Tony Jervis - Who's he?
Your potential new Editor spent his working life (1959-1999) as an analytical chemist of one sort or another, obtaining initial experience with a manufacturer of laboratory chemicals. In 1965 I became a civil servant, working first in a research establishment on fuel cell design, then on broader waters in Her Majesty's dockyards at Portsmouth and Rosyth, and finally with the then Lothian Regional Council's water and wastewater department, subsumed into East of Scotland Water from which I was soon glad to volunteer for early retirement on grounds of redundancy.
I was born in Somerset, schooled in Bournemouth and spent forty years living on the South Coast of England in various towns between Weymouth and Portsmouth. My first visit to Wick and Thurso would have been in 1962, after having watched the restaurant car being shunted from the northbound to the southbound train at Kinbrace. Further whistle-stop tours of Scotland's farther flung railway extremities followed at two- to four-year intervals.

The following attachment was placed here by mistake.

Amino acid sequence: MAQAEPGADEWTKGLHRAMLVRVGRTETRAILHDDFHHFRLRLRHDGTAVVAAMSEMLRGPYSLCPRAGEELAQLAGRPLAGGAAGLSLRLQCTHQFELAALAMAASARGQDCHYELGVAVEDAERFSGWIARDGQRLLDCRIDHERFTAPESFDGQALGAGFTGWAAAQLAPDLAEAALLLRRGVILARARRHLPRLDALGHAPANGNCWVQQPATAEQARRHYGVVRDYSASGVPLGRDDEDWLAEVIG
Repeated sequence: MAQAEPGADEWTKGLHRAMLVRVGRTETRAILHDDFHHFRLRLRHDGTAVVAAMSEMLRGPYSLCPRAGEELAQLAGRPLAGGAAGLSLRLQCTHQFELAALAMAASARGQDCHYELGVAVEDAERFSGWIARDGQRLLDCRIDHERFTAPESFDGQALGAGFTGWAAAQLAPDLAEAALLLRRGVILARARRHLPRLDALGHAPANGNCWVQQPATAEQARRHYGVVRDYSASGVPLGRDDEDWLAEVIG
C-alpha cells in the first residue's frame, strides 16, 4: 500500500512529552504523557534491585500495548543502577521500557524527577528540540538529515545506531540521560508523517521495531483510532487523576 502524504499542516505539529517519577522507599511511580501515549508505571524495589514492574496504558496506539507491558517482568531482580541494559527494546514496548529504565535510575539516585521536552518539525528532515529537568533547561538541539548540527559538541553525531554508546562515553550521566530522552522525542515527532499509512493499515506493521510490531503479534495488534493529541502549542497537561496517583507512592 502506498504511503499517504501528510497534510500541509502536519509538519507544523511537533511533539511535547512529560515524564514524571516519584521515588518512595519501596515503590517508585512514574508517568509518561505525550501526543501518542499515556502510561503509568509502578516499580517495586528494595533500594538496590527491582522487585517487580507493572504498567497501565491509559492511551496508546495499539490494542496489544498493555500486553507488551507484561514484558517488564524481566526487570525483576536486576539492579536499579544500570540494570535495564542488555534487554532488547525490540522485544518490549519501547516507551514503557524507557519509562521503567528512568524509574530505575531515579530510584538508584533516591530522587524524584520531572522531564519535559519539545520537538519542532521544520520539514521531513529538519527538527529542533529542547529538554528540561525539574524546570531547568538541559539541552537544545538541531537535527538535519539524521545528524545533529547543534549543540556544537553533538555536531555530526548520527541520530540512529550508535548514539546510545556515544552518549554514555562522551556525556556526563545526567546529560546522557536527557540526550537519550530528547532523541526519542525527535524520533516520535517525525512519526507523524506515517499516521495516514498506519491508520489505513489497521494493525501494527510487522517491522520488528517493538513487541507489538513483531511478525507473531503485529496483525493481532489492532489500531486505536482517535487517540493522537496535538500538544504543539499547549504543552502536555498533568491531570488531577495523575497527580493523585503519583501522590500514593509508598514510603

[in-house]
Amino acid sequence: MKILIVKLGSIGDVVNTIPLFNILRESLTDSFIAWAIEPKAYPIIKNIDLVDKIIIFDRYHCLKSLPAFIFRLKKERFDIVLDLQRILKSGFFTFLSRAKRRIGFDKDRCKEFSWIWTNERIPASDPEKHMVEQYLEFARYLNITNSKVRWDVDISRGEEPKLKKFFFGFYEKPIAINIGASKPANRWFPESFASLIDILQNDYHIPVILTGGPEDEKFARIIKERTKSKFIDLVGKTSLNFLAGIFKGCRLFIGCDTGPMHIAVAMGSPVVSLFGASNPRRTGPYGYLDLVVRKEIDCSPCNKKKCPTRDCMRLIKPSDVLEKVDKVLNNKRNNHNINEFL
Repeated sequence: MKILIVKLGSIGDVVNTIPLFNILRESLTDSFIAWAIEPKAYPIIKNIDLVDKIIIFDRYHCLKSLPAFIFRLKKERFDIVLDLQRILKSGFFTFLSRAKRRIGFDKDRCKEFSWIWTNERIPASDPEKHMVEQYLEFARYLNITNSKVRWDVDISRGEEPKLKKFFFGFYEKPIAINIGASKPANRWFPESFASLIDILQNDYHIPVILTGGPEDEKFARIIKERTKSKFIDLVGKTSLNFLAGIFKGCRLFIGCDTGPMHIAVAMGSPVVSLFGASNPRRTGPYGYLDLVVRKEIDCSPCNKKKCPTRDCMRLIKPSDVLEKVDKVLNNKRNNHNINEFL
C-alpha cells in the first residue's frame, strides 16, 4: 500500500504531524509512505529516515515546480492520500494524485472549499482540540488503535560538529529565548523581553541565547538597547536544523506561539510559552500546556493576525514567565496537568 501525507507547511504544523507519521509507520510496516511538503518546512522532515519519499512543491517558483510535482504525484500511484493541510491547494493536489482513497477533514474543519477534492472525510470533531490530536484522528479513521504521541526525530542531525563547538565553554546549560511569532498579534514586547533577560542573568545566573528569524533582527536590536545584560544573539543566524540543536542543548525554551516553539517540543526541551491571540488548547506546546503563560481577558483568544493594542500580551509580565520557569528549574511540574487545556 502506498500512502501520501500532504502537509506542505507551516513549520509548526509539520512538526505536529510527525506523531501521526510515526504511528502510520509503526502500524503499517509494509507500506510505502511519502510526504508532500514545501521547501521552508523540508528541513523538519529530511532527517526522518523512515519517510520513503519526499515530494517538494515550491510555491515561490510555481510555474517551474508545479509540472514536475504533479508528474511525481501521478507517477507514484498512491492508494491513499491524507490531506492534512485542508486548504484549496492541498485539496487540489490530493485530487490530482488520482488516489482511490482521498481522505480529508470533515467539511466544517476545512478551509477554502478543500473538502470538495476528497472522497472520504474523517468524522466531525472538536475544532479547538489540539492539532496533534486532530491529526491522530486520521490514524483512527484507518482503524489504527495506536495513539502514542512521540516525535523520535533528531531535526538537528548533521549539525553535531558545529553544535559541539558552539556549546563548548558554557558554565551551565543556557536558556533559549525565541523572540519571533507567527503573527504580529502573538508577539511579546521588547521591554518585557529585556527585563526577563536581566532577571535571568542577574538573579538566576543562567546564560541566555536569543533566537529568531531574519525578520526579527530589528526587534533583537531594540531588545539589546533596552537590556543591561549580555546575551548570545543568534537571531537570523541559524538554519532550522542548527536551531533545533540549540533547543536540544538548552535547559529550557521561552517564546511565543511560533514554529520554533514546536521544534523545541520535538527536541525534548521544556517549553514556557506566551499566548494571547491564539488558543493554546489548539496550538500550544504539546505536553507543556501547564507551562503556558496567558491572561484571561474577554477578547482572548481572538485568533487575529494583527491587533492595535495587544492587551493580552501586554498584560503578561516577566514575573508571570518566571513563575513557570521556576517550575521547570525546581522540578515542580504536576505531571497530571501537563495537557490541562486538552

During an early visit I found myself effectively stranded in Inverness on a Sunday; fortunately it wasn't wet and I was able to while away the day by finding a bus via the Kessock ferry that allowed to me to walk part of the former Fortrose railway branch. A railway enthusiast even before anoraks became the de rigueur end-of-platform fashion accessory, my main interests lie in the history, geography and infrastructure of the network rather than the locomotives and rolling stock; at the Bournemouth Railway Club I became known as that strange chap who waited until the train had departed before taking a photograph of the station! I collected railway tickets during the early 1960s, desperately trying to keep ahead of Dr Richard Beeching's axe. Today I take solace from that unfortunate period by exploring on foot the railway lines he removed from the map.
Finally, I must not hide my faults - I have an irrepressible sense of humour and an ability to create headlines with punishing puns!